May 31, 2023

In nearly every lawsuit, opposing parties put forward different versions of events. After listening to the conflicting evidence, the judge has to make a decision about what really happened. The judge’s determination often hinges on an assessment of the reliability and credibility of the witnesses.

Deciding whether a witness is reliable and credible is not about assessing that person’s sincerity: a witness may appear sincere because they are (innocently) mistaken about what occurred in the past or because they are very good at sounding sincere in order to sell a lie. For this reason, the court will not accept the evidence of a witness based on her demeanour alone.

Factors the Court Will Consider

In 2730453 Ont. Inc., v 2380673 Ont. Inc., 2022 ONSC 6660, Justice Centa set out some of the appropriate factors a court uses to assess the evidence of witnesses:

  1. whether the evidence makes sense by being internally consistent, logical, or plausible;
  2. whether there are inconsistencies or weaknesses in the evidence of the witness such as internal inconsistencies, prior inconsistent statements, or inconsistencies with the evidence of other witnesses;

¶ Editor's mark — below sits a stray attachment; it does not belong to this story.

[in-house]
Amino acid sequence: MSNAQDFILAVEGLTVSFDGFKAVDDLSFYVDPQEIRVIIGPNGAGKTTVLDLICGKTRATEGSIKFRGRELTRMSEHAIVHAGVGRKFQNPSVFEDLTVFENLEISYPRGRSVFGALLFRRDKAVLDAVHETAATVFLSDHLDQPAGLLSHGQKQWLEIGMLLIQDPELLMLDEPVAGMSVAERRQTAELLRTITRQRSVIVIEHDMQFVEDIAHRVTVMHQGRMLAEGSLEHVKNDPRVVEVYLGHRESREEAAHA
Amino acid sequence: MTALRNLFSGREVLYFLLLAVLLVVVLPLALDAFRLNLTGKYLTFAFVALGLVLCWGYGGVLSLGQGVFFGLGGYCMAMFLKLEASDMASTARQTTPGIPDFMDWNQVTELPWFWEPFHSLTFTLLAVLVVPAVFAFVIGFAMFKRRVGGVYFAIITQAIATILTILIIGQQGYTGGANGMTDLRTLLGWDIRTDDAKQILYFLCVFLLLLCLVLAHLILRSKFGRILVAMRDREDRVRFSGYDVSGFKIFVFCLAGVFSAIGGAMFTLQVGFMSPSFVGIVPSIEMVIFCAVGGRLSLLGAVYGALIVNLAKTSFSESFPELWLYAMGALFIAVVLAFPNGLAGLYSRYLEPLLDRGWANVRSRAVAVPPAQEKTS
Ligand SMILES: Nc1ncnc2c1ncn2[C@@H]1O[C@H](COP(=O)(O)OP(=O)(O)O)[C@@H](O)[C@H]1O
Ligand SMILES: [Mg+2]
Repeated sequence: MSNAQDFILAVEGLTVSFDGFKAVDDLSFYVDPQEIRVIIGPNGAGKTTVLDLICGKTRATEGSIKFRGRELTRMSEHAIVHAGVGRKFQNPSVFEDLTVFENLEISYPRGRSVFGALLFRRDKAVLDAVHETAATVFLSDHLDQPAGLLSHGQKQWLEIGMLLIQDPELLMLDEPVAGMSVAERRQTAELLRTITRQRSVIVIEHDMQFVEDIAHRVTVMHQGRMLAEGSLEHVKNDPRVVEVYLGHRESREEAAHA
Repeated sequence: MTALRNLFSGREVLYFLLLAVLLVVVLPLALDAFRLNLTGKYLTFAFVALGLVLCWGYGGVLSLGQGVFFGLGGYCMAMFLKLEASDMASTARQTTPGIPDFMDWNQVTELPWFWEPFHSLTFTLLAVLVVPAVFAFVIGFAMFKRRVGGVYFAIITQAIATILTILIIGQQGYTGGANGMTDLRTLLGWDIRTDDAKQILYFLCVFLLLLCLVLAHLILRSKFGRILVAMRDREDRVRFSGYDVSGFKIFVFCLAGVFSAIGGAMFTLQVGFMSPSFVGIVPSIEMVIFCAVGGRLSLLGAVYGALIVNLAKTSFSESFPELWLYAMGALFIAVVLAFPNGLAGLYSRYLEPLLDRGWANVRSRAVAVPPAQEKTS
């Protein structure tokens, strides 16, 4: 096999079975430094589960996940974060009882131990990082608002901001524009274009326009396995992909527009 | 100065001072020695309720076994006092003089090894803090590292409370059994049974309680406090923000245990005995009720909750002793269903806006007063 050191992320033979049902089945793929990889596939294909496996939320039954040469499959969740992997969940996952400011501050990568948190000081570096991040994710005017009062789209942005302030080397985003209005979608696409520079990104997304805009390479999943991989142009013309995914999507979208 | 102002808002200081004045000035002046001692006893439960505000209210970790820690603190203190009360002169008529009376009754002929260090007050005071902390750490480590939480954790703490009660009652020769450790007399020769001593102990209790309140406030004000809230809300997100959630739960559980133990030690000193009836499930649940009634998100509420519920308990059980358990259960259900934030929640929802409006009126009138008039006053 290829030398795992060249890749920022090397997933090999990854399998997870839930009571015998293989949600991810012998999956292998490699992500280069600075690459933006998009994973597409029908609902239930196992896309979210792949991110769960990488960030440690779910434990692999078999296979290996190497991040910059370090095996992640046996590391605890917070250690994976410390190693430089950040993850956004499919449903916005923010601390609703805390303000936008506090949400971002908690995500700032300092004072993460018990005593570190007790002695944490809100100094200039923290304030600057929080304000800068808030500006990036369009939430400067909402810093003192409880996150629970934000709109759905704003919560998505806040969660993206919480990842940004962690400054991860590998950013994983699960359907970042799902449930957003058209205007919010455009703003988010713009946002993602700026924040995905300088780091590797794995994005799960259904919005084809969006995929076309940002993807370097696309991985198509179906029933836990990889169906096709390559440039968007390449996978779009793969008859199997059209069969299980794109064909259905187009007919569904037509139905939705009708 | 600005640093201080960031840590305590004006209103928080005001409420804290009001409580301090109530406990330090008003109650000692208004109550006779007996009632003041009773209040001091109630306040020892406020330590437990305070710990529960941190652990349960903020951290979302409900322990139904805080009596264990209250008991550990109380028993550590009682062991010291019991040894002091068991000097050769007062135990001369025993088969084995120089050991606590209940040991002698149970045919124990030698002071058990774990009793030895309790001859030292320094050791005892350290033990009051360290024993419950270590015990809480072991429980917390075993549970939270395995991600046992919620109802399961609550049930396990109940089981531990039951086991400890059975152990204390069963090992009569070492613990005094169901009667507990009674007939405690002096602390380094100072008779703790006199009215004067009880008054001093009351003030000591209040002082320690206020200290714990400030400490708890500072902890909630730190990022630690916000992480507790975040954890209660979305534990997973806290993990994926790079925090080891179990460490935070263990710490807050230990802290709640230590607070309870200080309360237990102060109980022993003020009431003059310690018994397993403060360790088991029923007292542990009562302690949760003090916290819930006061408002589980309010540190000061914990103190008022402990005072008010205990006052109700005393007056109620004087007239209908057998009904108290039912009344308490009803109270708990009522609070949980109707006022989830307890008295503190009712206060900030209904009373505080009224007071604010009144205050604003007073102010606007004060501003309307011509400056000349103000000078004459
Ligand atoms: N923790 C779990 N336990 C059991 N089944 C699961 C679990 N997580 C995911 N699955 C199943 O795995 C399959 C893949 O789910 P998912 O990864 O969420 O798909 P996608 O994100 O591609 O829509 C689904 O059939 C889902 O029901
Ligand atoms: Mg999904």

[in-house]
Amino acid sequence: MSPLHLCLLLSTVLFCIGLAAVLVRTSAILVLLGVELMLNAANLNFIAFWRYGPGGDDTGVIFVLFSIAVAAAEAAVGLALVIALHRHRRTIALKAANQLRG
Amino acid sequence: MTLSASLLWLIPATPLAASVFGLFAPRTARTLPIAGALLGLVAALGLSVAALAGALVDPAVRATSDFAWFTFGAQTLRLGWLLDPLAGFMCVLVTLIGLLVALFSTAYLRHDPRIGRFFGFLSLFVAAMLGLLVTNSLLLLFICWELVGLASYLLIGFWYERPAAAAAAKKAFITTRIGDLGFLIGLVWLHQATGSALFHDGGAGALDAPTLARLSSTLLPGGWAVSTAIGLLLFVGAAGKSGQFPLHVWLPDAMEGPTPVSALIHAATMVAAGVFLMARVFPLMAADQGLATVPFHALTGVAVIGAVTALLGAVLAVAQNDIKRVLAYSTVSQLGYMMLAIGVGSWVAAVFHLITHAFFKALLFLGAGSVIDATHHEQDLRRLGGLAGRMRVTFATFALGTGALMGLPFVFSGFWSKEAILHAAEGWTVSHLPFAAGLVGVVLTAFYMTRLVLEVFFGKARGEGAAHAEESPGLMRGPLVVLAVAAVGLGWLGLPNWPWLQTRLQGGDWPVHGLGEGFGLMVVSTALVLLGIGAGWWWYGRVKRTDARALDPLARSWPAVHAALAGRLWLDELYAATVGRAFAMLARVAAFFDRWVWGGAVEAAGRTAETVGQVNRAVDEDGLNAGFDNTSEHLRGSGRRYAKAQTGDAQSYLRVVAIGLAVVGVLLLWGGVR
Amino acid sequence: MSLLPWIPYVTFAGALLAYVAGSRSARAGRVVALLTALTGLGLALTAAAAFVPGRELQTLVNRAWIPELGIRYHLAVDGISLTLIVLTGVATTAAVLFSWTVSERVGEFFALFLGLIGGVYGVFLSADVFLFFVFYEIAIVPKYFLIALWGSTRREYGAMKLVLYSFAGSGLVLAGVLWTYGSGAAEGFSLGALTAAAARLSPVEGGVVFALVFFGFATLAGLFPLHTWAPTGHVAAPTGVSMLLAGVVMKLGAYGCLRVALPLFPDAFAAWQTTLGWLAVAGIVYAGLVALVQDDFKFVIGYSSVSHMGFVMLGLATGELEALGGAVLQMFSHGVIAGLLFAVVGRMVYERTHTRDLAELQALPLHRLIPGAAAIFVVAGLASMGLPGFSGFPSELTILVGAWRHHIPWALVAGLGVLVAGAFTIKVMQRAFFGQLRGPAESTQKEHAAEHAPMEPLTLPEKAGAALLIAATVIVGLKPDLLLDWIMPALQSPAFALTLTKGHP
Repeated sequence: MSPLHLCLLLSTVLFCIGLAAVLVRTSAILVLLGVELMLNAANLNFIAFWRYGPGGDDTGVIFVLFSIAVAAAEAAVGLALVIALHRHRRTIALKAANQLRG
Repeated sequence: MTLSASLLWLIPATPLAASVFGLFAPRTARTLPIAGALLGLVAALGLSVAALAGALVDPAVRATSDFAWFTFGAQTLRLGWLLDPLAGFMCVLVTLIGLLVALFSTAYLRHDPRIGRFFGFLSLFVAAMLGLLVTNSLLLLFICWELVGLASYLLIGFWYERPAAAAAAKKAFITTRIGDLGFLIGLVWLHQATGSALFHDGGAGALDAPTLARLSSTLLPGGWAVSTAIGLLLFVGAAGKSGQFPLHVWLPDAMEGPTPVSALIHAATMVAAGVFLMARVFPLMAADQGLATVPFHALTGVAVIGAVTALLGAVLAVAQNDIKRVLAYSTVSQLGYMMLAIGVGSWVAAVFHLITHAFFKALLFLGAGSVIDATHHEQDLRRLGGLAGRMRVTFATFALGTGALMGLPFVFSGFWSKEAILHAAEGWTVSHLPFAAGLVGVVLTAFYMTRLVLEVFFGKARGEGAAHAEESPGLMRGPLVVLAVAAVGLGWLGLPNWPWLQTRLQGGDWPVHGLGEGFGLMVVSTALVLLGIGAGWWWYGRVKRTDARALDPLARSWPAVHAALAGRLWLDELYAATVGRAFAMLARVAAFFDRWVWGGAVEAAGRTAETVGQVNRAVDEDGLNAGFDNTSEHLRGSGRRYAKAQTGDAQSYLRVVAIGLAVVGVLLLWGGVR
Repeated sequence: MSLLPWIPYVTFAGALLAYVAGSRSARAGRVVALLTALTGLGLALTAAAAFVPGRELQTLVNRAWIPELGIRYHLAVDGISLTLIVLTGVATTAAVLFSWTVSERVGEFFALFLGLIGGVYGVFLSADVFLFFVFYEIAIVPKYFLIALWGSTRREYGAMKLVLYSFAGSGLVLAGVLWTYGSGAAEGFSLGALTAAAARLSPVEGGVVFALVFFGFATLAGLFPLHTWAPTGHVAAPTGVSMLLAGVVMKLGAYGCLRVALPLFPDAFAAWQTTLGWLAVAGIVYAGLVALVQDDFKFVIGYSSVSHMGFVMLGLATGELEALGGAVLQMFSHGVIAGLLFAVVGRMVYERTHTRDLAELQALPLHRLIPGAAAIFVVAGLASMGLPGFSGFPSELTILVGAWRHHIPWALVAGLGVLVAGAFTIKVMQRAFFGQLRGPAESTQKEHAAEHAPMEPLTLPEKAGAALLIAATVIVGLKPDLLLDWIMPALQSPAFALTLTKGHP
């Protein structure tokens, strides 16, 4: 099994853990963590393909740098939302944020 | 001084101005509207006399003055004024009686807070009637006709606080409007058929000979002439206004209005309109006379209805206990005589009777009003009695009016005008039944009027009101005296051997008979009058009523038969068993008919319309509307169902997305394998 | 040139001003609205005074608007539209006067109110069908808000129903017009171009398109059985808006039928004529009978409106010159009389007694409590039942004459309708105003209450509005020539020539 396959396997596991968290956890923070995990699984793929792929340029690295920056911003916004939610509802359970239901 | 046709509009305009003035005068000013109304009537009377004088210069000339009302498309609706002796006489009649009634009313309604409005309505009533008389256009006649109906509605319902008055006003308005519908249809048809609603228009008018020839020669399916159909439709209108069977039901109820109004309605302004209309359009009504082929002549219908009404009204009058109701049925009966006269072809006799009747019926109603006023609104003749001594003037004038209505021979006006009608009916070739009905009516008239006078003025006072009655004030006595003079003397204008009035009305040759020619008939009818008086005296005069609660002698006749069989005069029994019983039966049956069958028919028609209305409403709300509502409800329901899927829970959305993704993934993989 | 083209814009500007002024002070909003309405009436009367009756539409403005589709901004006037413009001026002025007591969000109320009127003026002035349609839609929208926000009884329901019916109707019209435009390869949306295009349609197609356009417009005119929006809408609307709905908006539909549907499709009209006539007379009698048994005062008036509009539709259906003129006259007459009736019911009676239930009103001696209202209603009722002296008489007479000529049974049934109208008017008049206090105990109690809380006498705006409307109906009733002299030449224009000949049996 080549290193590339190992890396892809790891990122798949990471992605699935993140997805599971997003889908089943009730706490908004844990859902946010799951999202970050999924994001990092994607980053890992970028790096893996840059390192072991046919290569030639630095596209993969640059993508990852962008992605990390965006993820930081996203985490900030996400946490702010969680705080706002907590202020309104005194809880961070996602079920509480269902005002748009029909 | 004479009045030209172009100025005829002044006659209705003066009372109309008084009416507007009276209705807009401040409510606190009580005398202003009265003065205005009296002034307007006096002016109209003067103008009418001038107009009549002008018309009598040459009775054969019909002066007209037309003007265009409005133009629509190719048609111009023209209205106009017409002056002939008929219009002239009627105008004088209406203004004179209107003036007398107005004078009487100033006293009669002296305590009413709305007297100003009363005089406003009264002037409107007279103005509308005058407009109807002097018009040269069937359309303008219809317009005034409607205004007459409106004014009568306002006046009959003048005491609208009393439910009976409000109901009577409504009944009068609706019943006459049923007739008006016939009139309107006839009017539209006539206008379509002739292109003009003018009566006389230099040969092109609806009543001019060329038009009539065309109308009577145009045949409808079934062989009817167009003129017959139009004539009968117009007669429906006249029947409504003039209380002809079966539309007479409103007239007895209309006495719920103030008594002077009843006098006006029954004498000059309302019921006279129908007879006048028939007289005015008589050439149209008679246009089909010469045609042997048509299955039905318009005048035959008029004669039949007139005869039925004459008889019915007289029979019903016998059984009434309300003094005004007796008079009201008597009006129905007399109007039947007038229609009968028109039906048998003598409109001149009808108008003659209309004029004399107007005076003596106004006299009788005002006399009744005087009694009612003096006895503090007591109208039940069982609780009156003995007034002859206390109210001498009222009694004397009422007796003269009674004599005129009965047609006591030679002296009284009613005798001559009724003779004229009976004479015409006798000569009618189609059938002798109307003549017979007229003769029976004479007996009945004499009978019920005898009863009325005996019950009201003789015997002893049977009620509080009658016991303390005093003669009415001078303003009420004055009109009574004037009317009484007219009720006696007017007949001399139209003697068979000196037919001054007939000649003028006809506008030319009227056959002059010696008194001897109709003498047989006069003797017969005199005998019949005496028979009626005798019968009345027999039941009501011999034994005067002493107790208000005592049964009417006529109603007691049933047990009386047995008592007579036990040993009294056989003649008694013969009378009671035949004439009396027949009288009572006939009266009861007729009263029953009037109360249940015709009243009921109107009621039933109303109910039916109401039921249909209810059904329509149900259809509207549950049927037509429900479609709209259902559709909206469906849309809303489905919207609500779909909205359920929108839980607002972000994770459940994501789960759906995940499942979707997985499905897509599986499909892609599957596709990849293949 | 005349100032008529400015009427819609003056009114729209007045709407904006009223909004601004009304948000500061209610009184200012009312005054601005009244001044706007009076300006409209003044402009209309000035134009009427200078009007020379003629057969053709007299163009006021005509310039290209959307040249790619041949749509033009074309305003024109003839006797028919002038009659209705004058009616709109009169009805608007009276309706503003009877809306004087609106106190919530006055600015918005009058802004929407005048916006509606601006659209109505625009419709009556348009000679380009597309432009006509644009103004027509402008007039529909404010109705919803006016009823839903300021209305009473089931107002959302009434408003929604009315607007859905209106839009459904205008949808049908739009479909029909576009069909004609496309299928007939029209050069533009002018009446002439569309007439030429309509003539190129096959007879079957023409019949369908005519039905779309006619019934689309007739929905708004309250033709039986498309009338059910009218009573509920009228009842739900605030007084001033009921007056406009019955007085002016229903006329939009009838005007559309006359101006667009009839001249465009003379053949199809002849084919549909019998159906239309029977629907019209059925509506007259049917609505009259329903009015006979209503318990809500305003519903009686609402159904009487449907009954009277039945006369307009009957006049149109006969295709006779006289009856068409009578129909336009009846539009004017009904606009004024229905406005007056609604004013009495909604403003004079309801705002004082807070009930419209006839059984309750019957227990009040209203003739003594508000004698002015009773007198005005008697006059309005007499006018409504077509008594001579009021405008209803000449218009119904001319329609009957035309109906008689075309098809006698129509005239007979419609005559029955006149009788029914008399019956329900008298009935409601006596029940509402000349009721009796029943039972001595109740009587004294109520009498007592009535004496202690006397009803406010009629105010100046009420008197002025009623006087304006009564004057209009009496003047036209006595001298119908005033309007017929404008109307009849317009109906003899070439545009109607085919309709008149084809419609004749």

3. whether there is independent evidence to confirm or contradict the witness’ evidence [i.e. corroboration], or a lack of such evidence;
  4. the witness’s demeanour, including their sincerity and use of language, although this must be considered with caution; and
  5. whether the witness, particularly one that is a party in a case, has a motive to fabricate.

Justice Centa also quoted from one of the leading decisions on assessing credibility: Faryna v. Chorny, 1951 CanLII 252 (BC CA):

If a trial Judge’s finding of credibility is to depend solely on which person he thinks made the better appearance of sincerity in the witness box, we are left with a purely arbitrary finding and justice would then depend upon the best actors in the witness box. On reflection it becomes almost axiomatic that the appearance of telling the truth is but one of the elements that enter into the credibility of the evidence of a witness. Opportunities for knowledge, powers of observation, judgment and memory, ability to describe clearly what he has seen and heard, as well as other factors, combine to produce what is called credibility

The trial Judge ought to go further and say that evidence of the witness he believes is in accordance with the preponderance of probabilities in the case and, if his view is to command confidence, also state his reasons for that conclusion. The law does not clothe the trial Judge with a divine insight into the hearts and minds of the witnesses. And a court of appeal must be satisfied that the trial Judge’s finding of credibility is based not on one element only to the exclusion of others, but is based on all the elements by which it can be tested in the particular case.

What Does an Assessment of Credibility Look Like?